Meloni clearly stated in her first address to parliament last Tuesday that “we will not replicate the model of the previous government” when it comes to managing Covid.

READ ALSO: Five key points from Meloni’s first speech as new Italian PM

While she acknowledged that Italy could be hit by another Covid wave, or another pandemic, she did not say how her government would deal with it.

Meanwhile, new health minister Orazio Schillaci issued a statement on Friday confirming the end of several existing measures, saying he “considers it appropriate to initiate a progressive return to normality in activities and behaviour”.

Workplace ban for unvaccinated medical staff

Schillaci confirmed that the ministry will allow doctors, nurses and other healthcare professionals to return to work after being suspended because they refuse to get vaccinated against Covid-19.

Those who refuse vaccination will be “reintegrated” into the workforce before the rule expires at the end of this year, as part of what the minister called a “gradual return to normality”.

They will be allowed to return “in light of the worrying shortage of medical and health personnel” and “considering the trend of Covid infections”, the statement said.

Fines issued to healthcare staff aged over 50 who refused vaccination would also be cancelled, it added.

There were some 1,579 doctors and dentists refusing vaccination at the end of October, representing 0.3 percent of all those registered with Italy’s National Federation of the Orders of Physicians, Surgeons and Dentists (Fnomceo) 

Daily Covid data reports

Schillaci also confirmed in the statement that the health ministry will no longer release daily updates on Covid-19 contagion rates, hospital cases and deaths, saying this would be replaced by a weekly update.

It said it would however make the data available at any time to relevant authorities.

Mask requirement in hospitals to stay?

The requirement to wear face masks in hospitals, care homes and other healthcare facilities expires on Monday, October 31st.

At a meeting on the same day the government is expected to decide whether to extend the measure.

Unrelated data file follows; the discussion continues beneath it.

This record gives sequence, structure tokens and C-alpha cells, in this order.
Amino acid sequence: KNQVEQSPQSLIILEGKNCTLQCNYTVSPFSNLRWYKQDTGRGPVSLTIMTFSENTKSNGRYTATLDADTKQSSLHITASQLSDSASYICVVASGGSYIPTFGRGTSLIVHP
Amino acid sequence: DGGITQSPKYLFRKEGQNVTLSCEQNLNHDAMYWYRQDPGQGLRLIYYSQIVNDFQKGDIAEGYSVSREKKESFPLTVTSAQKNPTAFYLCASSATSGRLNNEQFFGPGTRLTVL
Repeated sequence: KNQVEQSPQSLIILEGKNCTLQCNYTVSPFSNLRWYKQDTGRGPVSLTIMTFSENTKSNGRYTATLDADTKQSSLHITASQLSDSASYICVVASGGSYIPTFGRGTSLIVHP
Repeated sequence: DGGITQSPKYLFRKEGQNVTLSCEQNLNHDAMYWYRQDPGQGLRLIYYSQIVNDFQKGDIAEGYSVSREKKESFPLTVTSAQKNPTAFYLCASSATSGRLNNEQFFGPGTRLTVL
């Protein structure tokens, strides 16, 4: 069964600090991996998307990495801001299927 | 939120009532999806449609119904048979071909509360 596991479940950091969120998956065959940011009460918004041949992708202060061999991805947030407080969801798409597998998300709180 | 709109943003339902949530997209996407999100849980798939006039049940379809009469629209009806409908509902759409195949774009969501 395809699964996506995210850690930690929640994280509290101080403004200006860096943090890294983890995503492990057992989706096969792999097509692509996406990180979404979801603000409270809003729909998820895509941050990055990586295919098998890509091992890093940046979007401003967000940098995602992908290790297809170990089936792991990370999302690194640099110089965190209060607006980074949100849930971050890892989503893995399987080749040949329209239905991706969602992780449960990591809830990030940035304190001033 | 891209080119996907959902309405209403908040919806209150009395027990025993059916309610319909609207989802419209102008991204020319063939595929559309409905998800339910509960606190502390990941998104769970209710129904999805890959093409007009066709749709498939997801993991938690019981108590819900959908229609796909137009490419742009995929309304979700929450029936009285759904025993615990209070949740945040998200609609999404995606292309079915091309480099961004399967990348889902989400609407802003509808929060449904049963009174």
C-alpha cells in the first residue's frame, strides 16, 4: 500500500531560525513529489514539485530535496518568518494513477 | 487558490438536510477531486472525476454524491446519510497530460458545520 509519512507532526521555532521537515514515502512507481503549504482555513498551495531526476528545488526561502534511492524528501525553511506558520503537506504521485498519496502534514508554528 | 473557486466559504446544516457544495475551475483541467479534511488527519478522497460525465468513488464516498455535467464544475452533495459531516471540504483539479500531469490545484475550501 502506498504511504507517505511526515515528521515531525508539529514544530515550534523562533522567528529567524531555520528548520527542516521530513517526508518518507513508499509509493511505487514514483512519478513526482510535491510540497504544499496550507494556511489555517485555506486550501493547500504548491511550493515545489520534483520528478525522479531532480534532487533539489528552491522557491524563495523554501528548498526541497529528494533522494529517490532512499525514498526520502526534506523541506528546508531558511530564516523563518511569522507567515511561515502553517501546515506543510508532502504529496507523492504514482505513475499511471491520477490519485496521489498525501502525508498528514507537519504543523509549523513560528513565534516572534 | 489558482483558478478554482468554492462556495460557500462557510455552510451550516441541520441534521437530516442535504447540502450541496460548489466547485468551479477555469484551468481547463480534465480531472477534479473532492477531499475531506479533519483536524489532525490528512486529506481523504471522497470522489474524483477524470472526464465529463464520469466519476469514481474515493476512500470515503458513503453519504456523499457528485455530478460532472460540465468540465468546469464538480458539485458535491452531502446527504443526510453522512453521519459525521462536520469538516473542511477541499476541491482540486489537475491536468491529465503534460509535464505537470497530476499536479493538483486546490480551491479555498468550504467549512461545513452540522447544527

READ ALSO: What can we expect from Italy’s new government?

While the government had looked at scrapping the requirement, it reportedly changed stance at the last minute on Monday after facing heavy criticism from health experts.

Media reports published while the meeting was in progress on Monday said government sources had indicated the measure would in fact be extended.

Confirmation is expected to come later on Monday.

Italy’s face mask rules in care homes and healthcare facilities are up for renewal. Photo by Thierry ZOCCOLAN / AFP

‘Green pass’ health certificate

There is no indication that the new government plans to bring back any requirements to show a ‘green pass’: the digital certificate proving vaccination against or recent recovery from Covid, or a negative test result.

The pass is currently only required for entry to healthcare facilities and care homes, and this is expected to remain the case.

‘Dismantling the measures’

Some of the confirmed changes were strongly criticised by Italy’s most prominent healthcare experts.

Head of the Gimbe association for evidence-based medicine, Nino Cartabellotta, said the focus on cancelling fines for unvaccinated healthcare workers was “irrelevant from a health point of view .. but unscientific and highly diseducative”.

He told news agency Ansa it was “absolutely legitimate” for a new government to discontinue the previous administration’s measures, but that this “must also be used to improve everything that the previous government was unable to do”.

The government should prioritise “more analytical collection of data on hospitalised patients, investments in ventilation systems for enclosed rooms … accelerating coverage with vaccine boosters,” he said.

However, the plan at the moment appeared to be “a mere dismantling of the measures in place,” he said, “in the illusory attempt to consign the pandemic to oblivion, ignoring the recommendations of the international public health authorities”.